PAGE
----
Kickstarter PBC is a funding platform for creative projects. It helps bring these ideas to life, from movies and games to art and design projects. All projects must have an end goal – such as an album, book, or piece of art to be featured on this site, as there is no shop here. To thank their backers for their support, project developers offer unique rewards that specify what they are trying to accomplish with the idea they are funding. Learn more.
The all-or-nothing funding system.
Before answering the question of what percentage does Kickstarter take, we need to first understand that Kickstarter projects use a funding system called “all or nothing.” The idea was born out of a need to protect artists and minimize risk for everyone involved. No money is paid out if a project does not reach its goal. This means that artists have enough money to make good money on their promise (and, more importantly, are not expected to complete a project without the funds to do so). This also gives funders the confidence that if their ideas are successful at an all-or-nothing goal, they will make money just thinking about it.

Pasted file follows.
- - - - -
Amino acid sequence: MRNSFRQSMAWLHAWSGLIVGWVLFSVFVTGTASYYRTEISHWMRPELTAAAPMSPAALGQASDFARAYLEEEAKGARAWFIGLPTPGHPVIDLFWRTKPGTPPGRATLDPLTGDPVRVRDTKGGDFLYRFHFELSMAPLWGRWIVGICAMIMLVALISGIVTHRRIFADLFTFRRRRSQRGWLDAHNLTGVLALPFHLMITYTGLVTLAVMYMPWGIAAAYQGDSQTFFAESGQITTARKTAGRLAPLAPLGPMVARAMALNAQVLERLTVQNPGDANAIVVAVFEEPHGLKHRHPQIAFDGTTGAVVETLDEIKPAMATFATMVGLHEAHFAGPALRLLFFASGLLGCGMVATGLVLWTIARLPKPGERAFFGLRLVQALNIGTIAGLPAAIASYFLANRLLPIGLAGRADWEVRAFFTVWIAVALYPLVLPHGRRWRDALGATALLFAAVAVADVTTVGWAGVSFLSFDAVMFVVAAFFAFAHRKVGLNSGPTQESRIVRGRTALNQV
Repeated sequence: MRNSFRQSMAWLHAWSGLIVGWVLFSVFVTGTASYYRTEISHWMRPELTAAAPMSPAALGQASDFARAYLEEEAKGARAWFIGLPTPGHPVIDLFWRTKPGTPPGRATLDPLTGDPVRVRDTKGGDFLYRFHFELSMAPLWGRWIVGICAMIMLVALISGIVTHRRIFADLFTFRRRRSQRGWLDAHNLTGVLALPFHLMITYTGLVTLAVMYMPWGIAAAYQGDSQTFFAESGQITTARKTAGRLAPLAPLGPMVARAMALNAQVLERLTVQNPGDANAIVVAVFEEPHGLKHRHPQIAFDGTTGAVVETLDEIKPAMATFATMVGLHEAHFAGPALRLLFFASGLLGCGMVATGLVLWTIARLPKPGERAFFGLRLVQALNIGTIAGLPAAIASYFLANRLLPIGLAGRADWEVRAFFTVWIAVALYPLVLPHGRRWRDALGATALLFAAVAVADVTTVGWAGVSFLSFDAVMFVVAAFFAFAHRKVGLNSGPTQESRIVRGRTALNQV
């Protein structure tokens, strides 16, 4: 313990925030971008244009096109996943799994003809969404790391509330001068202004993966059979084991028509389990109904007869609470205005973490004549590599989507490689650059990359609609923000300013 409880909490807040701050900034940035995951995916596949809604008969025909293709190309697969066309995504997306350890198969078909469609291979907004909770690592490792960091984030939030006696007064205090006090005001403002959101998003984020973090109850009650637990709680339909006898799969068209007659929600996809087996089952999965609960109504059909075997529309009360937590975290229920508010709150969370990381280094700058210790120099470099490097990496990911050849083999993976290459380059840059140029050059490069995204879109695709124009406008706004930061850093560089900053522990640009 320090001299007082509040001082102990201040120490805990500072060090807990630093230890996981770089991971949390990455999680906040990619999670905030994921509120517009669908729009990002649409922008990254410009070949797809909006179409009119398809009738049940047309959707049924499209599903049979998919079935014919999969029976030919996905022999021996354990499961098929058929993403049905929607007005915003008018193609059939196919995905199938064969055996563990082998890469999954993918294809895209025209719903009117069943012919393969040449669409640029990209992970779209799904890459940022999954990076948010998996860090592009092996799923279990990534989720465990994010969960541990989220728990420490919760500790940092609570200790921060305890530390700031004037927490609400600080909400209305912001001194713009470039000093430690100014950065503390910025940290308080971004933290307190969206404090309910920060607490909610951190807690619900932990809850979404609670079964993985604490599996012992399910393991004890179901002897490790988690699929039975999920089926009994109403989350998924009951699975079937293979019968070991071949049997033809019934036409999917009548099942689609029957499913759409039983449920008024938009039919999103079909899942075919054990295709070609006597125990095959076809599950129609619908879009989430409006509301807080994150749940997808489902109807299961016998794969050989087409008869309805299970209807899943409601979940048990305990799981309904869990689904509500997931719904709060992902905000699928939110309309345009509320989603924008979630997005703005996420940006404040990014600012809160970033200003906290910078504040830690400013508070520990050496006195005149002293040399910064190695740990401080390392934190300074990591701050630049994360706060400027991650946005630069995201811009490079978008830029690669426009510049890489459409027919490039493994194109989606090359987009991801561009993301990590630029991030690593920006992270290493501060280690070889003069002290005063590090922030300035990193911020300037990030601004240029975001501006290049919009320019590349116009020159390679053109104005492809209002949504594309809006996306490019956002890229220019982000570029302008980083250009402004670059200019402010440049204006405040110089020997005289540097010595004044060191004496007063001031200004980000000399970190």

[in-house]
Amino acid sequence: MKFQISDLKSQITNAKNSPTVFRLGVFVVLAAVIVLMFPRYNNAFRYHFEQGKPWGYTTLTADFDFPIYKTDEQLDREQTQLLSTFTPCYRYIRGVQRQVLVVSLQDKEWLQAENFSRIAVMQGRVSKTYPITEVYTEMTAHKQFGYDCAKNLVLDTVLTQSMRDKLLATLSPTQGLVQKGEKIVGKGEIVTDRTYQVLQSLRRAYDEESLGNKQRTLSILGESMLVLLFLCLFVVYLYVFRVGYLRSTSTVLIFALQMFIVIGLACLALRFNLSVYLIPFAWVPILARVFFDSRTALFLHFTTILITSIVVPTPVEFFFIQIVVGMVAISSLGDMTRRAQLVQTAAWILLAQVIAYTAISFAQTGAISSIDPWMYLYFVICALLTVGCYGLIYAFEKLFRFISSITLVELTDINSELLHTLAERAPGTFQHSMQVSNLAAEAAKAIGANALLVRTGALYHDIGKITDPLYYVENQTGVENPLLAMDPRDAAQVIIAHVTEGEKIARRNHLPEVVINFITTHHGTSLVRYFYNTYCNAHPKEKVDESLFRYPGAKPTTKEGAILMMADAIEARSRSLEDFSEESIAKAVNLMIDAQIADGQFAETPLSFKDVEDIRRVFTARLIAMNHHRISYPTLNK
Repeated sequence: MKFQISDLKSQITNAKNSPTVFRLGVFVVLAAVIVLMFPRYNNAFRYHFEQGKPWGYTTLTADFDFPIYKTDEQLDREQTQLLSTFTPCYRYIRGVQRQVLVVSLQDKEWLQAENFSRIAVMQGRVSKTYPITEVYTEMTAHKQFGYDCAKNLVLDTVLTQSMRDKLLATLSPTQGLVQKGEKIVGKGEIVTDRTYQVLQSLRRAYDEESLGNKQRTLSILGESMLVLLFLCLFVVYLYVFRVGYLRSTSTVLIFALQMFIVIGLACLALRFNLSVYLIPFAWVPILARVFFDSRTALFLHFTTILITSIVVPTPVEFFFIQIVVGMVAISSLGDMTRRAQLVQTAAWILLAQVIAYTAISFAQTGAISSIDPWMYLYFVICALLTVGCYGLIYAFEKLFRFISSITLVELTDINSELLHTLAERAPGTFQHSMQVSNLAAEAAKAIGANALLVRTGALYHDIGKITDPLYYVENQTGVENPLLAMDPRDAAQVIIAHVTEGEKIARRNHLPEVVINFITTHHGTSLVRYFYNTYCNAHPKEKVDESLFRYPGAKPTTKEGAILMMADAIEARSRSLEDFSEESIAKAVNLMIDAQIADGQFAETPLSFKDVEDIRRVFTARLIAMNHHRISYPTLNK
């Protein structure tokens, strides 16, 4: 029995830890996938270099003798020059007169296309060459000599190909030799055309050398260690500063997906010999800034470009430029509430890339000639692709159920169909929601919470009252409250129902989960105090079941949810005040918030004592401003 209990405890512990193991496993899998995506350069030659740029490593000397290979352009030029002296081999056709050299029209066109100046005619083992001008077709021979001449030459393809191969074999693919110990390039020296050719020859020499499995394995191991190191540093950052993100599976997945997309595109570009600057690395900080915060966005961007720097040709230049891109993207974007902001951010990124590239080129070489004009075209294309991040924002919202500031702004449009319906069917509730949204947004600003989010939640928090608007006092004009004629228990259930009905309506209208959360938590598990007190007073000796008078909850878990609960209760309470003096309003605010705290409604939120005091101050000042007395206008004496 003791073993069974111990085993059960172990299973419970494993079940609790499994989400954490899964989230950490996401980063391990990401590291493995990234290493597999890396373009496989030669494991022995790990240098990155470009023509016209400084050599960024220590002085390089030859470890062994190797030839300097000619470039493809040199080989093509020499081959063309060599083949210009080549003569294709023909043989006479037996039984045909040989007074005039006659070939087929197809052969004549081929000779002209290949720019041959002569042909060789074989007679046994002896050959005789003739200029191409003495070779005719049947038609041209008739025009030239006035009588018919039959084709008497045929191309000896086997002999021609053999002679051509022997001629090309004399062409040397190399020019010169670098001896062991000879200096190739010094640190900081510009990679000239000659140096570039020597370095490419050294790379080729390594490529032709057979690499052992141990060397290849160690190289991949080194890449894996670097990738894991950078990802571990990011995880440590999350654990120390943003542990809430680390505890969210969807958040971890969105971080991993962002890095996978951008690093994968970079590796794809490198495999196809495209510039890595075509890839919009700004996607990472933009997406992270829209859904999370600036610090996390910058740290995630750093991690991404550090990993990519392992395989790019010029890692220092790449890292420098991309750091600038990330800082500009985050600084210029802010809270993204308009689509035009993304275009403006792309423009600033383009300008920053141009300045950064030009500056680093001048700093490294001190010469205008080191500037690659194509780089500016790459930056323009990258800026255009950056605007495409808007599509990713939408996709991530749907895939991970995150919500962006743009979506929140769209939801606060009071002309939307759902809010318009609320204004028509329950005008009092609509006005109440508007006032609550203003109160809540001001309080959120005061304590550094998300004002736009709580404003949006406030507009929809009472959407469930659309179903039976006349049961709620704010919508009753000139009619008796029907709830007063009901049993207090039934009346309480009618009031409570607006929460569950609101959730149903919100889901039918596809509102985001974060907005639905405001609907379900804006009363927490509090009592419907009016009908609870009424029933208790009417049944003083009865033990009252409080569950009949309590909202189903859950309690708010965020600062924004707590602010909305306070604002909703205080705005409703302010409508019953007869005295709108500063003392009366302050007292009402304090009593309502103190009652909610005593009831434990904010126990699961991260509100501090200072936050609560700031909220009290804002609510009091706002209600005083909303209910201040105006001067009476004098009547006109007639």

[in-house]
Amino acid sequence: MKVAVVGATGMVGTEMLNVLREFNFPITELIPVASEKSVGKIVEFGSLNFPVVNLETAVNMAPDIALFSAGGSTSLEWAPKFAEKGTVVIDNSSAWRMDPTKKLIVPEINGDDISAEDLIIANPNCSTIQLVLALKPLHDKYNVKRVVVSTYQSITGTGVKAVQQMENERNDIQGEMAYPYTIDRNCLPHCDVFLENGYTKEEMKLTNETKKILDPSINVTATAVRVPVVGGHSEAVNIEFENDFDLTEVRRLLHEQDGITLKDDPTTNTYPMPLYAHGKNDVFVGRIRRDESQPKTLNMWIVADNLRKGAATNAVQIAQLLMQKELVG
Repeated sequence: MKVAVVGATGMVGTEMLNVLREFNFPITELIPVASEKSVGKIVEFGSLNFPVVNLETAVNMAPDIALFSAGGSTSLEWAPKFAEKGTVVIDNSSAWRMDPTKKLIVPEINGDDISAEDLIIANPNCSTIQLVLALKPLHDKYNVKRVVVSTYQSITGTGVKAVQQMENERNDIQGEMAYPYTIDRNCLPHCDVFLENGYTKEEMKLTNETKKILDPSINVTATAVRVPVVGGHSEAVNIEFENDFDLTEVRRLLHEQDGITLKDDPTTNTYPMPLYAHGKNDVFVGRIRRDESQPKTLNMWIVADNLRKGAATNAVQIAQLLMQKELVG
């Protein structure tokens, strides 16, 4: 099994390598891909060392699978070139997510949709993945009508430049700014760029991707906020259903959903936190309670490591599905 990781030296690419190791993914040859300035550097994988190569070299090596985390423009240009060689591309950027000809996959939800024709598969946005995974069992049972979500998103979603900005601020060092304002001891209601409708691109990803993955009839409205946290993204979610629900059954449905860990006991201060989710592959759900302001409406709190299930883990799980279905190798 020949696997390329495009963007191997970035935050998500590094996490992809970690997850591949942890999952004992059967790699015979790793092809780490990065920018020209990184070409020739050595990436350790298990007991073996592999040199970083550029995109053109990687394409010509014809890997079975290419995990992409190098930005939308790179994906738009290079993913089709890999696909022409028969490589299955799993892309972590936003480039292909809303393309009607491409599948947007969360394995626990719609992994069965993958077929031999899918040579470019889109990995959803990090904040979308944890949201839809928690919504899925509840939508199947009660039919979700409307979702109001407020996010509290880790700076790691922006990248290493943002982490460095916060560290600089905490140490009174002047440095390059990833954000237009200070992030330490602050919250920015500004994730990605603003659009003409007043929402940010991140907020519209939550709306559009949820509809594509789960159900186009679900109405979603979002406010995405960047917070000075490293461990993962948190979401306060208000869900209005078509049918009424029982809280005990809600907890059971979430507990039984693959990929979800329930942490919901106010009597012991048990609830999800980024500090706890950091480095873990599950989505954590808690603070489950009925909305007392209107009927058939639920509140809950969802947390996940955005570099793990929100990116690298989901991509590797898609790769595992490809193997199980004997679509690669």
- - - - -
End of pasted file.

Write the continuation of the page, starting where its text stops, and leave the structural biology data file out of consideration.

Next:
Setting an all-or-nothing goal creates urgency and ensures that early backers are personally committed to bringing in more supporters. In this way, each backer becomes part of a community that crosses the finish line together. Click here to know more about the best Kickstarter products.
How creators control all-or-nothing funding
On Kickstarter, creators can set their own fundraising goals and deadlines. A campaign is either open for one day or can run for up to 60 days. However, 30 days is best as it gives the support team enough time to gather pledges. Once an initiator has launched their project, they have set these requirements, so no technical restrictions prevent the campaign from being changed later. If you decide that now is not the right time and you want to relaunch your project later Kickstarter will not charge you if you relaunch it within six months of the original launch.